I came across a couple interesting quotes in recent articles about the REAL ID Act, so let me jump on the bandwagon make some predictions. The REAL ID Act is bound to make the line at your friendly, neighborhood Department of Motor Vehicles (or Secretary of State) even longer. This is due to the fact that applicants will have to be checked and cross-checked and re-checked through various federal databases. Until the transition is complete, expect longer lines at airports where overworked NSA staffers with contribute to the problem of making everyone else’s life hell by monitoring the holes in our socks and confiscating our bottled water, while simultaneously neglecting to notice the lighter or knife that I’ve inadvertently taken on more than one cross-country flight. The inconvenience is only the beginning — the REAL ID really may be the thin end of the wedge, opening the door for even further government control and scrutiny.
Without a REAL ID, airline passengers will have to use a passport or other federal ID, otherwise they’ll face a “vigorous, secondary screening process.” Secretary of the DHS, Michael Chertoff is either delusional, or drunk with power:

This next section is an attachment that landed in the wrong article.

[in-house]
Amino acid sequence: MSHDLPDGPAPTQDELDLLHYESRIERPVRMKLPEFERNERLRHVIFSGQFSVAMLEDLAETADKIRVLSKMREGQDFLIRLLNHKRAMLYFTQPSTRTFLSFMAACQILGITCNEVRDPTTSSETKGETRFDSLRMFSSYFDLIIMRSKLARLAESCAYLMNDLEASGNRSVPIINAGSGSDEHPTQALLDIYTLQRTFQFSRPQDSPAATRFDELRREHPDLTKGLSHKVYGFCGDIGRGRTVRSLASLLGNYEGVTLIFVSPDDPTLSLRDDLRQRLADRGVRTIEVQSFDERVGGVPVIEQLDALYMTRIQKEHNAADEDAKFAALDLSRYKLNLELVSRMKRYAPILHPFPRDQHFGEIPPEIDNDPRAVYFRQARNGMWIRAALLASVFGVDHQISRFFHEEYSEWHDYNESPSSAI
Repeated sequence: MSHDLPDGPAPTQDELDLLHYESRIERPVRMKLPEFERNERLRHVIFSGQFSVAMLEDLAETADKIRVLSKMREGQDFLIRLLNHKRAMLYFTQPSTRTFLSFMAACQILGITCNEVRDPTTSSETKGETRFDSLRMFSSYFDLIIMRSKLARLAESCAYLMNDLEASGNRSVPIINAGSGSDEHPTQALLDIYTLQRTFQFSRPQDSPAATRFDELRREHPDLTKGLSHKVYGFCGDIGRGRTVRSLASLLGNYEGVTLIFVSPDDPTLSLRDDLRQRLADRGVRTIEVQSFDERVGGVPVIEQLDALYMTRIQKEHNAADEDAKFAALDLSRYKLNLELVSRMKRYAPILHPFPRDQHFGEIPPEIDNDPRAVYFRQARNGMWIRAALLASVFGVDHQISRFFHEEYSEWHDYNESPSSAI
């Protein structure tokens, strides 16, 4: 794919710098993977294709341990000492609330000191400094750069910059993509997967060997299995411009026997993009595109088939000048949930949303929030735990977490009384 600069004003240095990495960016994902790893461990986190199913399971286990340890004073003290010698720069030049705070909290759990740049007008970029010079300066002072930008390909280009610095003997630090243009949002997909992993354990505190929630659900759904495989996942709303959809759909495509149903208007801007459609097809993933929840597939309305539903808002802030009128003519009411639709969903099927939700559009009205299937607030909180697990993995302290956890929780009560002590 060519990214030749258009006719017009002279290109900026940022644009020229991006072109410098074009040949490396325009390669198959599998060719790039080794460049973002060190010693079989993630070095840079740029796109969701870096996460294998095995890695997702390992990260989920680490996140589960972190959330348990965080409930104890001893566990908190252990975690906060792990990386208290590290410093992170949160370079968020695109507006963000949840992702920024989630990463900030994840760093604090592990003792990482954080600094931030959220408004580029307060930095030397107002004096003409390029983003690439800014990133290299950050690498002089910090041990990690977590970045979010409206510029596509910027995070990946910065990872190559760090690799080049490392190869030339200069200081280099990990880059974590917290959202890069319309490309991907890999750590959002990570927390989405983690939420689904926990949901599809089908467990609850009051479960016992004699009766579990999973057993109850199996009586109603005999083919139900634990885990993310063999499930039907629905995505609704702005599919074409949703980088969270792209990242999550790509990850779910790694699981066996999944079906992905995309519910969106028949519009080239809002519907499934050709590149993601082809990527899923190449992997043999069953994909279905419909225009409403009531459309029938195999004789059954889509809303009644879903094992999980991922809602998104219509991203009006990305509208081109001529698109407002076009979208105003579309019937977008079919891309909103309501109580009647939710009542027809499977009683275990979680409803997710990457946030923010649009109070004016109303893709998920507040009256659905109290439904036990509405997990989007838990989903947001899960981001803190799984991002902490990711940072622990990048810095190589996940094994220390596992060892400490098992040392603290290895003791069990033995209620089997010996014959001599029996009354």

The last thing I want to do is punish citizens of a state who would love to have a REAL ID license but can’t get one. But in the end, the rule is the rule as passed by Congress.
Sure! Everyone would “love” to have a shiny new Federal ID card. That is awfully presumptuous. Apparently Chertoff has no qualms about punishing people who don’t want one.
Unfortunately, many of the States which have opposed the REAL ID Act have argued that it’s simply to expensive.
“No problem!” said the Feds, who proceeded to reduce the expected compliance costs by 73% — as if $4 Billion isn’t still an awful lot of money.
“It costs too much” isn’t a very strong objection, which tells me that there’s not very much disagreement between the State and Federal lawmakers, despite rhetoric to the contrary.